Back when I was in college I had a professor tell me that it was possible to make a simile between any two items you could think of. No matter what you picked, he said, there would be some connective tissue, even if it was a weak connection or an abstract idea. It's easy enough to see what a Juliet has in common with a rose, but if you work at it, you can figure out what a raven has in common with a desk. (They're both things that Poe wrote on, by the way.)
Watching the Artist, it seems like an odd fit for the other films that have been crowned Best Picture. It isn't a boldly envisioned epic, like Lawrence of Arabia or Gone with the Wind. It isn't a near perfect example of a moneymaking genre like Silence of the Lambs or Lord of the Rings: Return of the King. It isn't a film that's being used to retroactively reward a well regarded filmmaker's entire career like the Departed or A Beautiful Mind. It isn't something that announced itself as an instant classic like the Godfather or Casablanca.
But there are connections if you work at them. Like Driving Miss Daisy it's a period piece with a big part for a chauffeur. Like the Lost Weekend it's about a guy who is basically a drunk (although Lost Weekend takes this problem a bit more seriously.) Like All About Eve it's about the heartbreak and joy of being an actor. Like Crash it is a film that was lucky to come out in a year where there wasn't a really strong competitor that would have justifiably steamrolled past it.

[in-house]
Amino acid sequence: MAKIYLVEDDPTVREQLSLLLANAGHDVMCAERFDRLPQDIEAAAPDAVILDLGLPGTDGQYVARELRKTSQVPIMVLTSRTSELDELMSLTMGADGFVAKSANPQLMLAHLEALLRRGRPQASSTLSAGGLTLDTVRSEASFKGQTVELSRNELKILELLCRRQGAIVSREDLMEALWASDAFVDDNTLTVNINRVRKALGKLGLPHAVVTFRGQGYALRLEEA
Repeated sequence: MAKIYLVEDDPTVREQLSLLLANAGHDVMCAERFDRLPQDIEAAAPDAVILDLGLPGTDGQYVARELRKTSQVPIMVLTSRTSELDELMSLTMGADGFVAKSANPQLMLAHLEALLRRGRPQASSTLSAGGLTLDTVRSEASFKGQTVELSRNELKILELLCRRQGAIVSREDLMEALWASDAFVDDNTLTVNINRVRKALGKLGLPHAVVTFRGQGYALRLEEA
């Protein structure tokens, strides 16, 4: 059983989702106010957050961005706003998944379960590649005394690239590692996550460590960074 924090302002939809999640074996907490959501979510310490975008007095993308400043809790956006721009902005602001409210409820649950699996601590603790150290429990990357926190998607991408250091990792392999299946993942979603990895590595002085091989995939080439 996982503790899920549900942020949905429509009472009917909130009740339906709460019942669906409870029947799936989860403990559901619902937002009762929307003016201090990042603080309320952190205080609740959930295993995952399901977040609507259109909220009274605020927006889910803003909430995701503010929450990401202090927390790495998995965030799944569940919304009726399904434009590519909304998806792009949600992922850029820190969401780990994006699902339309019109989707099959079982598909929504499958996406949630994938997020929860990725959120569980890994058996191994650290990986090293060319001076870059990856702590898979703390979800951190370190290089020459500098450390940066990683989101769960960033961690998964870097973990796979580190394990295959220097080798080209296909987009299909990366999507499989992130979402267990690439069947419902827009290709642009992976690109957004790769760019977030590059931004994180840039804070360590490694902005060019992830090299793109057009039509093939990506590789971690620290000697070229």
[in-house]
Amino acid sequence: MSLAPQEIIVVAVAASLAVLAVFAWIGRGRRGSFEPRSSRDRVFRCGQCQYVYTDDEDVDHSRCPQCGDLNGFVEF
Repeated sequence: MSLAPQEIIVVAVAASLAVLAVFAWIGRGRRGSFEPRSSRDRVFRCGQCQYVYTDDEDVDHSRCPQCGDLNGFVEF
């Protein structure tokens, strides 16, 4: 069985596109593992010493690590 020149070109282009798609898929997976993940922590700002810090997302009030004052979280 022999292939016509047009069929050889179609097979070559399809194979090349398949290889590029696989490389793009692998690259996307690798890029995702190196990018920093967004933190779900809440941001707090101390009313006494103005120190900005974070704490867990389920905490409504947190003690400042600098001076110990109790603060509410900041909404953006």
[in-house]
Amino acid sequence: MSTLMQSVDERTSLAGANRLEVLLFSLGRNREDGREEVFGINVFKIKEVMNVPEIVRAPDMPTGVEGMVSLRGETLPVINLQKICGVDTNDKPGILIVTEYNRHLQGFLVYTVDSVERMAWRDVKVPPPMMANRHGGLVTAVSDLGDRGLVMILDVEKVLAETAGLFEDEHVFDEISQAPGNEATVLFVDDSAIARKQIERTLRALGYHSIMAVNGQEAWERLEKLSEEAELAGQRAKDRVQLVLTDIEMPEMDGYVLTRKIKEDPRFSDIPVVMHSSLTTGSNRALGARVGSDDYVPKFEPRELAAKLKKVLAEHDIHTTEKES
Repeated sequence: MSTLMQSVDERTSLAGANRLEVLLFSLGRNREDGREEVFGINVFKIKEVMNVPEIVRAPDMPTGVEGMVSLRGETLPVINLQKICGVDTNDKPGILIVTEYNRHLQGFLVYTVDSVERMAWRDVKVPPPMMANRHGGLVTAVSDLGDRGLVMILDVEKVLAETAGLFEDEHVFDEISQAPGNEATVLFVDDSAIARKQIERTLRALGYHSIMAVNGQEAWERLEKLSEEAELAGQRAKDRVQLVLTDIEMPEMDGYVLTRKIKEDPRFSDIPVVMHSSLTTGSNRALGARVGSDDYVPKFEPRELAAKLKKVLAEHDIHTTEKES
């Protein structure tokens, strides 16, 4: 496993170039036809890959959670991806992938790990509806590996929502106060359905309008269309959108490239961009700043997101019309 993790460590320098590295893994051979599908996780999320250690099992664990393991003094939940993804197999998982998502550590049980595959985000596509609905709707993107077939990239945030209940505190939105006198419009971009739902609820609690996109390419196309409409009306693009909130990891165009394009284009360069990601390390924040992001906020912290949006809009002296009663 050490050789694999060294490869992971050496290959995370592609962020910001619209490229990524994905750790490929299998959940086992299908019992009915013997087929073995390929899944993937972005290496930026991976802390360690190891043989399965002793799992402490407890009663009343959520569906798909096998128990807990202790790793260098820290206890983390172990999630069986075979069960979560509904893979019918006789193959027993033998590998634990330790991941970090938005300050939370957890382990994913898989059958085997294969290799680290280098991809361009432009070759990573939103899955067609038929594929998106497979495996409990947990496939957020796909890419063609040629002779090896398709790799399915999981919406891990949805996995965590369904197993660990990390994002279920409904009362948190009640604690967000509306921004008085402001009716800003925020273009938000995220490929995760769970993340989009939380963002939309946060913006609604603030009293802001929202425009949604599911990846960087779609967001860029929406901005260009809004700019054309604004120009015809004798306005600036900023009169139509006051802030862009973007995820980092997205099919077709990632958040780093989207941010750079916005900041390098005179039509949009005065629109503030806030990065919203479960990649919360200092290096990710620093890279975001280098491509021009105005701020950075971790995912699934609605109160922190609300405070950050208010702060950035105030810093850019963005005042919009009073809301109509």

It turns out, then, that if you want to put the Artist into perspective you just have to look at it next to the other films which have fallen by the wayside over the years. (And to be fair, also next to All About Eve, which is still a classic.) The film is well made enough that it's hard to dislike; it's got a genial spirit that's pleasant. But it also doesn't impress you much, nor does it linger after it's through. You can put it next to some of the best movies of all time and you would find things that they have in common, but I'm not sure why you'd want to.